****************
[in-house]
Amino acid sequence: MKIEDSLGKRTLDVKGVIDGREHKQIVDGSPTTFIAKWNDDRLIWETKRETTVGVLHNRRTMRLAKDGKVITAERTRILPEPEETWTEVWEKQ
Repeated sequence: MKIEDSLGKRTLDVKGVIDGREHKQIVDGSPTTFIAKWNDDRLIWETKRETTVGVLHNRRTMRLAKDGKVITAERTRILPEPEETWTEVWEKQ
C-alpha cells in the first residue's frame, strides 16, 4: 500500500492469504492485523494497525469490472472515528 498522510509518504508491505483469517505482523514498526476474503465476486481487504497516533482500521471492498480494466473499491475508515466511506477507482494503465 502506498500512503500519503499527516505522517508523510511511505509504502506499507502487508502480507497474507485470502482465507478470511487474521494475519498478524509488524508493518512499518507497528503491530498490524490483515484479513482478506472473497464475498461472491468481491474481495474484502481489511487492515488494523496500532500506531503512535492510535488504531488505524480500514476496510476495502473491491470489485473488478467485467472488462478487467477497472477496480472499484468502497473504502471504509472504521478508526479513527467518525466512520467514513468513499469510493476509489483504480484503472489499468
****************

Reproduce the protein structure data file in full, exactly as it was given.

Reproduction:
[in-house]
Amino acid sequence: MKIEDSLGKRTLDVKGVIDGREHKQIVDGSPTTFIAKWNDDRLIWETKRETTVGVLHNRRTMRLAKDGKVITAERTRILPEPEETWTEVWEKQ
Repeated sequence: MKIEDSLGKRTLDVKGVIDGREHKQIVDGSPTTFIAKWNDDRLIWETKRETTVGVLHNRRTMRLAKDGKVITAERTRILPEPEETWTEVWEKQ
C-alpha cells in the first residue's frame, strides 16, 4: 500500500492469504492485523494497525469490472472515528 498522510509518504508491505483469517505482523514498526476474503465476486481487504497516533482500521471492498480494466473499491475508515466511506477507482494503465 502506498500512503500519503499527516505522517508523510511511505509504502506499507502487508502480507497474507485470502482465507478470511487474521494475519498478524509488524508493518512499518507497528503491530498490524490483515484479513482478506472473497464475498461472491468481491474481495474484502481489511487492515488494523496500532500506531503512535492510535488504531488505524480500514476496510476495502473491491470489485473488478467485467472488462478487467477497472477496480472499484468502497473504502471504509472504521478508526479513527467518525466512520467514513468513499469510493476509489483504480484503472489499468